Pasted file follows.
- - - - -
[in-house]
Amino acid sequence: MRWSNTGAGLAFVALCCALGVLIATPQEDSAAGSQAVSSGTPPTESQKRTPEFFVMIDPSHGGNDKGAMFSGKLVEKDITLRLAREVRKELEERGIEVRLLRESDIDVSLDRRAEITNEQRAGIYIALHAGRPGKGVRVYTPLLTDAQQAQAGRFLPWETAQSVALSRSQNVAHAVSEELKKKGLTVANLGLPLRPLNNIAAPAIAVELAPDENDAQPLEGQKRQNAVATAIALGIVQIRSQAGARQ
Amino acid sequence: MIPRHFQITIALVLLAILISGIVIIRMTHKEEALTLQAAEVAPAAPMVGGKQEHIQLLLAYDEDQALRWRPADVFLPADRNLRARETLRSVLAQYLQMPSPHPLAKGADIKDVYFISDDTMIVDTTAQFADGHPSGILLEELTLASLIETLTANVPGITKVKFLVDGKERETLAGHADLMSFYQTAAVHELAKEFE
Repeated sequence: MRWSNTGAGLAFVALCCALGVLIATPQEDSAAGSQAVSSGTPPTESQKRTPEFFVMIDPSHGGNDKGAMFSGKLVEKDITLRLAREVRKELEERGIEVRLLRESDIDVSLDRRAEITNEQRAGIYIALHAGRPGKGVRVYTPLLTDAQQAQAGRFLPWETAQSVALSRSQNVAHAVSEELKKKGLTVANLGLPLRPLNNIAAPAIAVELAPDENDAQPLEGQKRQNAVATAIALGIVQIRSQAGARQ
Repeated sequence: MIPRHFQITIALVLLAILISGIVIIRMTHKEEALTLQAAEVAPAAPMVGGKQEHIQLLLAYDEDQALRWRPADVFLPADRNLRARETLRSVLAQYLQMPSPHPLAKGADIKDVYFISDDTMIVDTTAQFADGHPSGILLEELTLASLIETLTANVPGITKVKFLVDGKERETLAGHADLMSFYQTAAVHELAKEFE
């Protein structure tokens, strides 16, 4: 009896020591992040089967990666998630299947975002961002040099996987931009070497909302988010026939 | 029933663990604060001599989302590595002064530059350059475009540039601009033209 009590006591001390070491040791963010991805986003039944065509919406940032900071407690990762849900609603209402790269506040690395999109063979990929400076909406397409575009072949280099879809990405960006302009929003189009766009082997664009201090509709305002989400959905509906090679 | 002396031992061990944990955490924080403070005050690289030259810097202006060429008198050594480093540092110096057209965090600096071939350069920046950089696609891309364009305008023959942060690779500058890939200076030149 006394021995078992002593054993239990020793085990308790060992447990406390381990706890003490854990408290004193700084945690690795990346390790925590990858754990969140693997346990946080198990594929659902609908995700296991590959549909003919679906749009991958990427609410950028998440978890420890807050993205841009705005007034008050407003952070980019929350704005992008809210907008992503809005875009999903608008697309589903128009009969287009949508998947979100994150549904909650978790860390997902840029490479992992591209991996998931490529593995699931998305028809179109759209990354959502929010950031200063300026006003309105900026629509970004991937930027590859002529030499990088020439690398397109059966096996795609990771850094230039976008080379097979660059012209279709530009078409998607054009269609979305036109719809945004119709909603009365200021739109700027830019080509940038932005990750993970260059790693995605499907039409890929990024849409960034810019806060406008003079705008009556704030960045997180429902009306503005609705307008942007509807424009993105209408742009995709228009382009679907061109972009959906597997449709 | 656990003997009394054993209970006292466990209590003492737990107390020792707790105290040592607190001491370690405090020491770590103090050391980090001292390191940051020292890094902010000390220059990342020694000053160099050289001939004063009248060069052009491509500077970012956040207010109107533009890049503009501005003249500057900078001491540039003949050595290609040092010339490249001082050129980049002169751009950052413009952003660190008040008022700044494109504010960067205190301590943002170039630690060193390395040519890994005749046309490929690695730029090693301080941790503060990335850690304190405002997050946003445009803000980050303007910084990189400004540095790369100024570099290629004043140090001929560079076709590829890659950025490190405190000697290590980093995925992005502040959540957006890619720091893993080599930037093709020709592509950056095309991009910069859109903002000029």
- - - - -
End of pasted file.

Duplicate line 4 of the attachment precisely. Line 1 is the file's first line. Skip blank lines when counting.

Repeated sequence: MRWSNTGAGLAFVALCCALGVLIATPQEDSAAGSQAVSSGTPPTESQKRTPEFFVMIDPSHGGNDKGAMFSGKLVEKDITLRLAREVRKELEERGIEVRLLRESDIDVSLDRRAEITNEQRAGIYIALHAGRPGKGVRVYTPLLTDAQQAQAGRFLPWETAQSVALSRSQNVAHAVSEELKKKGLTVANLGLPLRPLNNIAAPAIAVELAPDENDAQPLEGQKRQNAVATAIALGIVQIRSQAGARQ